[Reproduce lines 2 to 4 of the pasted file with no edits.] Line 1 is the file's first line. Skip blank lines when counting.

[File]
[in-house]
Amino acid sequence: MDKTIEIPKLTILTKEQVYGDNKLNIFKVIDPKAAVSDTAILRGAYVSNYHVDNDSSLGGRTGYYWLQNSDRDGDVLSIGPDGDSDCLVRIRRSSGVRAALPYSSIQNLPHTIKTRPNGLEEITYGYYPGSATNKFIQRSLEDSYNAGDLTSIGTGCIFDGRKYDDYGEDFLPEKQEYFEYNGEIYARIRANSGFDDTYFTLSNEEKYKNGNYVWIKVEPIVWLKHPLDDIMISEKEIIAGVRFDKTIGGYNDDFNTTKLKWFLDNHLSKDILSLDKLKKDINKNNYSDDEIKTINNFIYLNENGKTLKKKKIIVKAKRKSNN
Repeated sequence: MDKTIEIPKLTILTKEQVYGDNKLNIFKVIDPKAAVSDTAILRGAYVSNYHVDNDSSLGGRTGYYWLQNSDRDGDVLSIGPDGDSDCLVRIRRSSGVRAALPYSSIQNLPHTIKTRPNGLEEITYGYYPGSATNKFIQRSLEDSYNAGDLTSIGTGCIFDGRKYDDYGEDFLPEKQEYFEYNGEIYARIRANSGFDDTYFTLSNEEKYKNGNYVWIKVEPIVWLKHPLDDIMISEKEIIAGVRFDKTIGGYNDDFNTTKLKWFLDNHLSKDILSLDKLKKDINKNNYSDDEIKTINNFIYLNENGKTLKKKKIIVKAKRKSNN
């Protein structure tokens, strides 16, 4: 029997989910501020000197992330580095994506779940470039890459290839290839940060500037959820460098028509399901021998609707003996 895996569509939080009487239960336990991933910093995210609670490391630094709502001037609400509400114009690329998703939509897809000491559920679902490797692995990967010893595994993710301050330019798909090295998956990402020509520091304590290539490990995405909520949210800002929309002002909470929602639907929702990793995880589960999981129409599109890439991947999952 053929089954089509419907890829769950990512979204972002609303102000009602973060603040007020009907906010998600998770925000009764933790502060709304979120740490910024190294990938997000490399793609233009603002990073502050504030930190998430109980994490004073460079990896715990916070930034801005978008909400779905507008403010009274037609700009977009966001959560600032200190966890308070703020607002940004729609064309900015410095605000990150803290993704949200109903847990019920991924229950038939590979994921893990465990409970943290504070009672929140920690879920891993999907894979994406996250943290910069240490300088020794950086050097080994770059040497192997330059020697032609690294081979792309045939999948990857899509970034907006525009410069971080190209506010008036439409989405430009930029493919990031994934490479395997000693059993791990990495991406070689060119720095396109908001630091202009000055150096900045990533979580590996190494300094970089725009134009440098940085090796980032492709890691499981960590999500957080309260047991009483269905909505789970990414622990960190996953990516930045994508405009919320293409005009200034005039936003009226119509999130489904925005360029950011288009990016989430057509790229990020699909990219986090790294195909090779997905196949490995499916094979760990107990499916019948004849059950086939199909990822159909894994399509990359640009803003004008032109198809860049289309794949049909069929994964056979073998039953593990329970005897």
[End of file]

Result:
Amino acid sequence: MDKTIEIPKLTILTKEQVYGDNKLNIFKVIDPKAAVSDTAILRGAYVSNYHVDNDSSLGGRTGYYWLQNSDRDGDVLSIGPDGDSDCLVRIRRSSGVRAALPYSSIQNLPHTIKTRPNGLEEITYGYYPGSATNKFIQRSLEDSYNAGDLTSIGTGCIFDGRKYDDYGEDFLPEKQEYFEYNGEIYARIRANSGFDDTYFTLSNEEKYKNGNYVWIKVEPIVWLKHPLDDIMISEKEIIAGVRFDKTIGGYNDDFNTTKLKWFLDNHLSKDILSLDKLKKDINKNNYSDDEIKTINNFIYLNENGKTLKKKKIIVKAKRKSNN
Repeated sequence: MDKTIEIPKLTILTKEQVYGDNKLNIFKVIDPKAAVSDTAILRGAYVSNYHVDNDSSLGGRTGYYWLQNSDRDGDVLSIGPDGDSDCLVRIRRSSGVRAALPYSSIQNLPHTIKTRPNGLEEITYGYYPGSATNKFIQRSLEDSYNAGDLTSIGTGCIFDGRKYDDYGEDFLPEKQEYFEYNGEIYARIRANSGFDDTYFTLSNEEKYKNGNYVWIKVEPIVWLKHPLDDIMISEKEIIAGVRFDKTIGGYNDDFNTTKLKWFLDNHLSKDILSLDKLKKDINKNNYSDDEIKTINNFIYLNENGKTLKKKKIIVKAKRKSNN
């Protein structure tokens, strides 16, 4: 029997989910501020000197992330580095994506779940470039890459290839290839940060500037959820460098028509399901021998609707003996 895996569509939080009487239960336990991933910093995210609670490391630094709502001037609400509400114009690329998703939509897809000491559920679902490797692995990967010893595994993710301050330019798909090295998956990402020509520091304590290539490990995405909520949210800002929309002002909470929602639907929702990793995880589960999981129409599109890439991947999952 053929089954089509419907890829769950990512979204972002609303102000009602973060603040007020009907906010998600998770925000009764933790502060709304979120740490910024190294990938997000490399793609233009603002990073502050504030930190998430109980994490004073460079990896715990916070930034801005978008909400779905507008403010009274037609700009977009966001959560600032200190966890308070703020607002940004729609064309900015410095605000990150803290993704949200109903847990019920991924229950038939590979994921893990465990409970943290504070009672929140920690879920891993999907894979994406996250943290910069240490300088020794950086050097080994770059040497192997330059020697032609690294081979792309045939999948990857899509970034907006525009410069971080190209506010008036439409989405430009930029493919990031994934490479395997000693059993791990990495991406070689060119720095396109908001630091202009000055150096900045990533979580590996190494300094970089725009134009440098940085090796980032492709890691499981960590999500957080309260047991009483269905909505789970990414622990960190996953990516930045994508405009919320293409005009200034005039936003009226119509999130489904925005360029950011288009990016989430057509790229990020699909990219986090790294195909090779997905196949490995499916094979760990107990499916019948004849059950086939199909990822159909894994399509990359640009803003004008032109198809860049289309794949049909069929994964056979073998039953593990329970005897």